my beliefs determine my experimental predictions, but only reality gets to determine my experimentalresults.

What does it tell about me that I immediately thought ‘what about placebo and stuff’ (well, technically its aliefs that matter there, not beliefs, but not all of the readers will know the distinction)?

Comment author: MixedNuts 02 October 2012 05:46:37PM 0 points [-]

what about sentences whose meaning depends on the context

Ehn, the truth value depends on context too. "That girl over there heard what this guy just said" is true if that girl over there heard what this guy just said, false if she didn't, and meaningless if there's no girl or no guy or he didn't say anything.

what kind of issue EY is neglecting does this correspond to

Common knowledge, in general?

what about placebo and stuff

Beliefs are a strict subset of reality.

Comment author: [deleted] 02 October 2012 07:07:45PM 0 points [-]

what kind of issue EY is neglecting does this correspond to

Common knowledge, in general?

I was thinking more about stuff like, “but reality does also include my map, so a map of reality ought to include a map of itself” (which, as you mentioned, is related to my point about placebo-like effects).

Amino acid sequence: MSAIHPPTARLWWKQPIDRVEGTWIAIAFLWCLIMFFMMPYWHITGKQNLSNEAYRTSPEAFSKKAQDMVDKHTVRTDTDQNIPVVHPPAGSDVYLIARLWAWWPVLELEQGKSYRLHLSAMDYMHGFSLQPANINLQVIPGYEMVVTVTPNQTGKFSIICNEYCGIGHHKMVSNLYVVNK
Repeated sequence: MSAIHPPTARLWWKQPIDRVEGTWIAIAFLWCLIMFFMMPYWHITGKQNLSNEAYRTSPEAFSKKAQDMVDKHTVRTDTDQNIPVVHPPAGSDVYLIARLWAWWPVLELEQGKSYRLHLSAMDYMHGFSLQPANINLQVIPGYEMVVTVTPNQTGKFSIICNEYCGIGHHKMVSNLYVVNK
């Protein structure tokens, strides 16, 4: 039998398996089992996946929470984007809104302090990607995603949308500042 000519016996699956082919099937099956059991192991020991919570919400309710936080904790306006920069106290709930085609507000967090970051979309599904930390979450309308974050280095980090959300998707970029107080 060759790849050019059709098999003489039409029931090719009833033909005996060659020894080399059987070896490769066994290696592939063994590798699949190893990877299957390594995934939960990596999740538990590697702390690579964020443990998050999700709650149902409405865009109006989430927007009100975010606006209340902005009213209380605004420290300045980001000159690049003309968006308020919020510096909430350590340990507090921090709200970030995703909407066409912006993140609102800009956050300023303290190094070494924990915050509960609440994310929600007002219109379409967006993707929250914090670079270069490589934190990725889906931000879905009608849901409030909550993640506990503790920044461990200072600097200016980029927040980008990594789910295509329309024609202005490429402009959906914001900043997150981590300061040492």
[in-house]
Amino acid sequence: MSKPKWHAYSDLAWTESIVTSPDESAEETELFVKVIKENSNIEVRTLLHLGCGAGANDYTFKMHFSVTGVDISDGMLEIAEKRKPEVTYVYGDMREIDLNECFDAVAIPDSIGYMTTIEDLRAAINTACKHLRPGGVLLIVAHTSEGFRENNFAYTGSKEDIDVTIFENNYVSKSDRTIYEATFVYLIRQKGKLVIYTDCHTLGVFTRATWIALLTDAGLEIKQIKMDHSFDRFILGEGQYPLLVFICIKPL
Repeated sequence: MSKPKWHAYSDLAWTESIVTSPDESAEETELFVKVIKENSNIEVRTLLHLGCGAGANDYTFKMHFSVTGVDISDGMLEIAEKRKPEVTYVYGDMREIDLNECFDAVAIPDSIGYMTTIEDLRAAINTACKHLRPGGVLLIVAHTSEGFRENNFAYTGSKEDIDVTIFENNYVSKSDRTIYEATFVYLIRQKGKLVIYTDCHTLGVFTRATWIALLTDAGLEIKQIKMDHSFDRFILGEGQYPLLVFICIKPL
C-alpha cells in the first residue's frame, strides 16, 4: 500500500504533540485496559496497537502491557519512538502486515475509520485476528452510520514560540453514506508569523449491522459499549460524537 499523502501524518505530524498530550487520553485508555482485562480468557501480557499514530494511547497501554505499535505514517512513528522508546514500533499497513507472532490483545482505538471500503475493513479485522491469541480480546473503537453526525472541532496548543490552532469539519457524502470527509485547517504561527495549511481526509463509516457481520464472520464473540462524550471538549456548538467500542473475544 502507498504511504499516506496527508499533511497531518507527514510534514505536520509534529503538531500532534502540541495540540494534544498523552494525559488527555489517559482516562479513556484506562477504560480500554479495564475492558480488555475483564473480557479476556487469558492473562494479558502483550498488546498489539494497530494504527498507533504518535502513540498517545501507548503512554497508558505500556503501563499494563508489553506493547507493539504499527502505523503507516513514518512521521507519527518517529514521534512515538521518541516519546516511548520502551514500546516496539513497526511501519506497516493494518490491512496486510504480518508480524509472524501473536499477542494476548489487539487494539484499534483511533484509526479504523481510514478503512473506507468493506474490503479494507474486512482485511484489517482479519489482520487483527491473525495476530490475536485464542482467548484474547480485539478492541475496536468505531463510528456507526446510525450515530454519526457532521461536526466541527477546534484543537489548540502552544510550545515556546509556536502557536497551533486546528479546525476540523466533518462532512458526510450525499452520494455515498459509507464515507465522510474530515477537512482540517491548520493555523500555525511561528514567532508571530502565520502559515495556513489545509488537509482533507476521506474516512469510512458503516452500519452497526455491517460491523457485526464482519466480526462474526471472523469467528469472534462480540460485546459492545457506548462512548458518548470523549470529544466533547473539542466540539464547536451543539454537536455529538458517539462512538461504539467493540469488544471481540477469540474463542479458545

Comment author: [deleted] 02 October 2012 05:48:06PM *  6 points [-]

Highly Advanced Epistemology 101 for Beginners

The joke flew right over my head and I found myself typing "Redundant wording. Advanced Epistemology for Beginners sounds better."

Comment author: anotherblackhat 02 October 2012 06:31:22PM 1 point [-]

The "All possible worlds" picture doesn't include the case of a marble in both the basket and the box.

Comment author: thomblake 02 October 2012 06:39:48PM 8 points [-]

I think there was only one marble in the universe.

Comment author: Armok_GoB 02 October 2012 08:18:37PM 7 points [-]

This sentence is hilarious out of context.

Comment author: earthwormchuck163 02 October 2012 08:22:34PM 2 points [-]

I would like to thank you for bringing my attention to that sentence without any context.

Comment author: wedrifid 02 October 2012 08:36:00PM 5 points [-]

This sentence is hilarious out of context.

Also presumably a true one, assuming he aims the 'was' correctly.

Comment author: Wei_Dai 02 October 2012 07:23:34PM 19 points [-]

There are some kinds of truths that don't seem to be covered by truth-as-correspondence-between-map-and-territory. (Note: This general objection is well know and is given as Objection 1 in SEP's entry on Correspondence Theory.) Consider:

  1. modal truths if one isn't a modal realist
  2. mathematical truths if one isn't a mathematical Platonist
  3. normative truths